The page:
The lower flanks of Antisana’s glaciers are a rolling field of hard blue ice, making an excellent site to practice some of the more advanced mountaineering skills. We covered steep fixed line travel with ascenders, rappelling, and vertical ice climbing. Everyone had a good time today!
We wrapped the day up in the early afternoon, getting back to our base camp just after 1pm. This gave us plenty of time to crush some quesadillas for lunch and prepare for our summit attempt tonight.
We are going to have an early night tonight, and go for the top of Antisana this evening. Wish us luck!
We’ll check in tomorrow when we’re back down.
Today we visited the famous Ngorongoro Crater, and considered by many to be the 8th wonder of the world. The crater is what remains of a once massive volcano that erupted and collapsed on itself, leaving behind a giant caldera that’s almost exactly 100 square miles. Every time we’ve visited the crater it’s been excitingly different, and today was the same.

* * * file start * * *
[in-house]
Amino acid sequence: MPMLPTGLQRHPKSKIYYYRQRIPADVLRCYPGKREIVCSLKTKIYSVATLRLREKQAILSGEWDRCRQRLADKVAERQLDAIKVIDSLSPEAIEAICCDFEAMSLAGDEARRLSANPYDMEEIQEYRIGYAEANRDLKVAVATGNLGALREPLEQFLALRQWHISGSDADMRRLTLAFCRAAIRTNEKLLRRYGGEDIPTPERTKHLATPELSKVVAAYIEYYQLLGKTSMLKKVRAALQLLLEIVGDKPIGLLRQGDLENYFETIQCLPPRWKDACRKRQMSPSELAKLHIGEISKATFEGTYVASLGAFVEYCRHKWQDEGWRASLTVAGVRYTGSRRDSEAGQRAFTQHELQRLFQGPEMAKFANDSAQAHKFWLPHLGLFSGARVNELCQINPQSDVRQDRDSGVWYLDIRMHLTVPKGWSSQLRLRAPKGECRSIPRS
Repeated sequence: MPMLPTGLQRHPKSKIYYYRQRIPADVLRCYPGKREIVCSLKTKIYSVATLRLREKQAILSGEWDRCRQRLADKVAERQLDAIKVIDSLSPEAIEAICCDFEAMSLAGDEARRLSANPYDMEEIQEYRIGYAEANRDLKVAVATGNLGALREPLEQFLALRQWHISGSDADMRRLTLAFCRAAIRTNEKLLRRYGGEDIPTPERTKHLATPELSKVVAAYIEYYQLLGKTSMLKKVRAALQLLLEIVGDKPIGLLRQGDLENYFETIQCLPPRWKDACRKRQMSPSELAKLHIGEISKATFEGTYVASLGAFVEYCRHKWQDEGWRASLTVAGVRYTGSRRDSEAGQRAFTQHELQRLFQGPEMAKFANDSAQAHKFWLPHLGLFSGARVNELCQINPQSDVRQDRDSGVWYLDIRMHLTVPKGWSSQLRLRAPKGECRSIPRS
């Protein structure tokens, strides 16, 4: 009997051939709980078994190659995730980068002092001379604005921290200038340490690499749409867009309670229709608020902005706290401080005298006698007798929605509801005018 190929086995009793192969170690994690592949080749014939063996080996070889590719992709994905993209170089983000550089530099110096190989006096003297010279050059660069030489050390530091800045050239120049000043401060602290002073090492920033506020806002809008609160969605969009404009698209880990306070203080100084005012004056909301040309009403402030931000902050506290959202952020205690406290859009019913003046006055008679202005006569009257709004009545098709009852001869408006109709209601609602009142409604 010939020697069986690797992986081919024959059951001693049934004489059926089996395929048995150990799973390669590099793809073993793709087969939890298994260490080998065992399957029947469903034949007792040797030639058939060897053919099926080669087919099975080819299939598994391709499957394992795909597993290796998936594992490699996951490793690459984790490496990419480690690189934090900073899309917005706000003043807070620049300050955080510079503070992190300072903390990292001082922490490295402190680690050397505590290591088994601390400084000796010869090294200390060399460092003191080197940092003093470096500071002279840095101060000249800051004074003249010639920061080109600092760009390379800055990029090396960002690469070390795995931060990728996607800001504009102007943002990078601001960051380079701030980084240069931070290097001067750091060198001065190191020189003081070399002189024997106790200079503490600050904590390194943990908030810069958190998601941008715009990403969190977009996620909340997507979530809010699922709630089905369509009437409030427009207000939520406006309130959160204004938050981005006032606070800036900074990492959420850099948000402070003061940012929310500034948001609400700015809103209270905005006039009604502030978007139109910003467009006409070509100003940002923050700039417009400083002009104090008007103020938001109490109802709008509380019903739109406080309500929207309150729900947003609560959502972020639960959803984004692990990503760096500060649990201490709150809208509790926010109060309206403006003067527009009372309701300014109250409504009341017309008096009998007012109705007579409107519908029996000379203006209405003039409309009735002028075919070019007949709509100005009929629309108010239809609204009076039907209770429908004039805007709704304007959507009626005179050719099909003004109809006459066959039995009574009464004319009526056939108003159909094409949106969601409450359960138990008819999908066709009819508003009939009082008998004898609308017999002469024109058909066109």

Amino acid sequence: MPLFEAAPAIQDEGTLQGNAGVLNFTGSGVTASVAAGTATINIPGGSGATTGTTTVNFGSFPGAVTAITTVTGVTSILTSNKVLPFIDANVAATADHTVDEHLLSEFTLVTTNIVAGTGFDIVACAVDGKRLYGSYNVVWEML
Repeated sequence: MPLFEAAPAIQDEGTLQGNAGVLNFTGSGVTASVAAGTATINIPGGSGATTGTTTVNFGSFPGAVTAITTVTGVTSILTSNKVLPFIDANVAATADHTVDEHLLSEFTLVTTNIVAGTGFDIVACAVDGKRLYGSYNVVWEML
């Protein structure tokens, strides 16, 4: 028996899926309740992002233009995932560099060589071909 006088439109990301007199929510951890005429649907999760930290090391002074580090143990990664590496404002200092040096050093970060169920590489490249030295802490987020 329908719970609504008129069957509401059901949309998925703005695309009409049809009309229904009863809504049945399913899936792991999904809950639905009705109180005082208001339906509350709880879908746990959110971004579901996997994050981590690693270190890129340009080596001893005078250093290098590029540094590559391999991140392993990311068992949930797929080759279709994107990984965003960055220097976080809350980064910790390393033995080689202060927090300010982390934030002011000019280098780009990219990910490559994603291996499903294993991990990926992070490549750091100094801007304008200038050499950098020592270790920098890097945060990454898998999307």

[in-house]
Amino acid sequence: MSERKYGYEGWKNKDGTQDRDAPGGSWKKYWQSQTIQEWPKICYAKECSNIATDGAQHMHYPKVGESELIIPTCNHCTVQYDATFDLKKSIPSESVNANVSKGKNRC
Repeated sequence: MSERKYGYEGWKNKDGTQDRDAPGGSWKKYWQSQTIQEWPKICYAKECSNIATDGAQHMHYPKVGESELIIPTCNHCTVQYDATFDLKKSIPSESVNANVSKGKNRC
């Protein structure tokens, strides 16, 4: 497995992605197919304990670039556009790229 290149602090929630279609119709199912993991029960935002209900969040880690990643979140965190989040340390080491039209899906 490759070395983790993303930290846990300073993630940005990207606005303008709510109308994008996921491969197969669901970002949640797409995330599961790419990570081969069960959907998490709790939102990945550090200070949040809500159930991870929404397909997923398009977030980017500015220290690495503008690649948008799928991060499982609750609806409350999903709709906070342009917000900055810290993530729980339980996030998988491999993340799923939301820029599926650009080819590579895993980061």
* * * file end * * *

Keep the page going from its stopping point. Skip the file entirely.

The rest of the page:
We were able to see many lions, some close enough that they actually stopped to smell the tires of our Safari vehicles. However, we were safely inside our vehicle, yet it was extremely exciting to be so close!
As we made our way around the Ngorongoro crater we saw tons of other wildlife, zebras, Cape buffalo, wildebeest, jackals, Giselle, countless raptors and many other large birds. It was quite a day to say the least, and I’m certain one that won’t be forgotten by anyone.